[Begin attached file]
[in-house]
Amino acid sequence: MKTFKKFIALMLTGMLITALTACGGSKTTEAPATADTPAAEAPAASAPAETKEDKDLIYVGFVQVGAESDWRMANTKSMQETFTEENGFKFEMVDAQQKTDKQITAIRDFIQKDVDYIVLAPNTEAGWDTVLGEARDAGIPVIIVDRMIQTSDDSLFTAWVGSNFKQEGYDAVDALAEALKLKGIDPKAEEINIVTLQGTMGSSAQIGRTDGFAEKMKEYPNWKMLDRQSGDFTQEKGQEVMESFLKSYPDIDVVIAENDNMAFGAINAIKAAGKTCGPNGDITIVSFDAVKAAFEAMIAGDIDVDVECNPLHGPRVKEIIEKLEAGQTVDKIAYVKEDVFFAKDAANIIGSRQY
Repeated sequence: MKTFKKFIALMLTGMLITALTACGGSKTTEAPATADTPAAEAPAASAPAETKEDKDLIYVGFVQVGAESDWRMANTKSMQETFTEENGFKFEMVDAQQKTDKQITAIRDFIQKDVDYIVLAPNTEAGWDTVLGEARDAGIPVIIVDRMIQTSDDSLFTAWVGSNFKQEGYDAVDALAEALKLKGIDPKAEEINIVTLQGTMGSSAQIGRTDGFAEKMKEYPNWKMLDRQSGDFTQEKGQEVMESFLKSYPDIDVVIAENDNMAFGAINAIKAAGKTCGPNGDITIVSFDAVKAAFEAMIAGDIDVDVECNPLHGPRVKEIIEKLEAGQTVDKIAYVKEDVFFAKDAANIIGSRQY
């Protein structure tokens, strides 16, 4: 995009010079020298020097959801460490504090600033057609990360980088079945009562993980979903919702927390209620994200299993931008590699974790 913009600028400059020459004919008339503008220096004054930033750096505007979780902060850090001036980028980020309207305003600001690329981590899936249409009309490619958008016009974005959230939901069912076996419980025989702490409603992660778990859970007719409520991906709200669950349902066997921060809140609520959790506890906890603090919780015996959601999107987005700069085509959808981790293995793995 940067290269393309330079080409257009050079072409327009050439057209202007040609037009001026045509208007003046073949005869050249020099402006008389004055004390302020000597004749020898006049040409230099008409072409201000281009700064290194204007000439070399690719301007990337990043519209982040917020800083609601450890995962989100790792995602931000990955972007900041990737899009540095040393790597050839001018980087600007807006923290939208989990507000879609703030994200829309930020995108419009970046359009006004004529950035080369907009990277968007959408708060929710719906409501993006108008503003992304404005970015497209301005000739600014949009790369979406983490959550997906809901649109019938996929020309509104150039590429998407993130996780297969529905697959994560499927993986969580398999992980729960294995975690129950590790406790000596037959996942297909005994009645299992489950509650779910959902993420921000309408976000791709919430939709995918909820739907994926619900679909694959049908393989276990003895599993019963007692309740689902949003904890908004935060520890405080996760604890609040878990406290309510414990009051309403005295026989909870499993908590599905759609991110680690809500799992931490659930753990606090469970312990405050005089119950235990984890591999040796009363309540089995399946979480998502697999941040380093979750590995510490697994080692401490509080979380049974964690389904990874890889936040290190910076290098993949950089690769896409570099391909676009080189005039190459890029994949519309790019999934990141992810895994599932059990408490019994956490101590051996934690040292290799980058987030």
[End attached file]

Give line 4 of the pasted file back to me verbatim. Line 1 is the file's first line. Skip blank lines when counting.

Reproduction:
């Protein structure tokens, strides 16, 4: 995009010079020298020097959801460490504090600033057609990360980088079945009562993980979903919702927390209620994200299993931008590699974790 913009600028400059020459004919008339503008220096004054930033750096505007979780902060850090001036980028980020309207305003600001690329981590899936249409009309490619958008016009974005959230939901069912076996419980025989702490409603992660778990859970007719409520991906709200669950349902066997921060809140609520959790506890906890603090919780015996959601999107987005700069085509959808981790293995793995 940067290269393309330079080409257009050079072409327009050439057209202007040609037009001026045509208007003046073949005869050249020099402006008389004055004390302020000597004749020898006049040409230099008409072409201000281009700064290194204007000439070399690719301007990337990043519209982040917020800083609601450890995962989100790792995602931000990955972007900041990737899009540095040393790597050839001018980087600007807006923290939208989990507000879609703030994200829309930020995108419009970046359009006004004529950035080369907009990277968007959408708060929710719906409501993006108008503003992304404005970015497209301005000739600014949009790369979406983490959550997906809901649109019938996929020309509104150039590429998407993130996780297969529905697959994560499927993986969580398999992980729960294995975690129950590790406790000596037959996942297909005994009645299992489950509650779910959902993420921000309408976000791709919430939709995918909820739907994926619900679909694959049908393989276990003895599993019963007692309740689902949003904890908004935060520890405080996760604890609040878990406290309510414990009051309403005295026989909870499993908590599905759609991110680690809500799992931490659930753990606090469970312990405050005089119950235990984890591999040796009363309540089995399946979480998502697999941040380093979750590995510490697994080692401490509080979380049974964690389904990874890889936040290190910076290098993949950089690769896409570099391909676009080189005039190459890029994949519309790019999934990141992810895994599932059990408490019994956490101590051996934690040292290799980058987030």